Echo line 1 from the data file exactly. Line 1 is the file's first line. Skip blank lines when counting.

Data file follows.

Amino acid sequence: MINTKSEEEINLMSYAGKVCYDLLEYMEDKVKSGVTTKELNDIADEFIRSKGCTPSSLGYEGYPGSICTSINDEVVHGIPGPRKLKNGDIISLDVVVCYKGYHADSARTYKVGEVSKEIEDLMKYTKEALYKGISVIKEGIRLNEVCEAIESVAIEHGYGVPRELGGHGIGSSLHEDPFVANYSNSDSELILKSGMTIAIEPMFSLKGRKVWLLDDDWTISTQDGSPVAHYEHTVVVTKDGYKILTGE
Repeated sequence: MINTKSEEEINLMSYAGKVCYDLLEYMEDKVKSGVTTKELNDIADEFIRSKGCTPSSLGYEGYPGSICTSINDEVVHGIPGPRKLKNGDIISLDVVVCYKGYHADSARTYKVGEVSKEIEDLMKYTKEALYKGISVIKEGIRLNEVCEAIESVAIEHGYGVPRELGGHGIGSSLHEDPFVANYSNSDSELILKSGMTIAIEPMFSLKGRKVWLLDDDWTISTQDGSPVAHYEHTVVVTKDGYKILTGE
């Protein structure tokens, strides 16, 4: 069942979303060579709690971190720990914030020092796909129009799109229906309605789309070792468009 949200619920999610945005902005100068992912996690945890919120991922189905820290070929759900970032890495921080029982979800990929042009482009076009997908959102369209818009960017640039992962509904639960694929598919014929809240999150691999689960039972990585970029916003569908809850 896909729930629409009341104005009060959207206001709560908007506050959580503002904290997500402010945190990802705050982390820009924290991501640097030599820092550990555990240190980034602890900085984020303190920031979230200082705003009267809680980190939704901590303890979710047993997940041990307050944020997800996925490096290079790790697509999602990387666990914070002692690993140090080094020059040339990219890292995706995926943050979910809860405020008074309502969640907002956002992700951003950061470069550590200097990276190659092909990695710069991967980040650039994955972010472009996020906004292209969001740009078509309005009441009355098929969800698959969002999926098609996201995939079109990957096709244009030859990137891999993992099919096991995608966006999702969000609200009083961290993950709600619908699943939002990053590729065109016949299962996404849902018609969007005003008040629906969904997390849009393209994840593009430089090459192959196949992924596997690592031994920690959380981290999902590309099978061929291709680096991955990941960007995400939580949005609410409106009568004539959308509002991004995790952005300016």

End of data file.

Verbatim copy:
Amino acid sequence: MINTKSEEEINLMSYAGKVCYDLLEYMEDKVKSGVTTKELNDIADEFIRSKGCTPSSLGYEGYPGSICTSINDEVVHGIPGPRKLKNGDIISLDVVVCYKGYHADSARTYKVGEVSKEIEDLMKYTKEALYKGISVIKEGIRLNEVCEAIESVAIEHGYGVPRELGGHGIGSSLHEDPFVANYSNSDSELILKSGMTIAIEPMFSLKGRKVWLLDDDWTISTQDGSPVAHYEHTVVVTKDGYKILTGE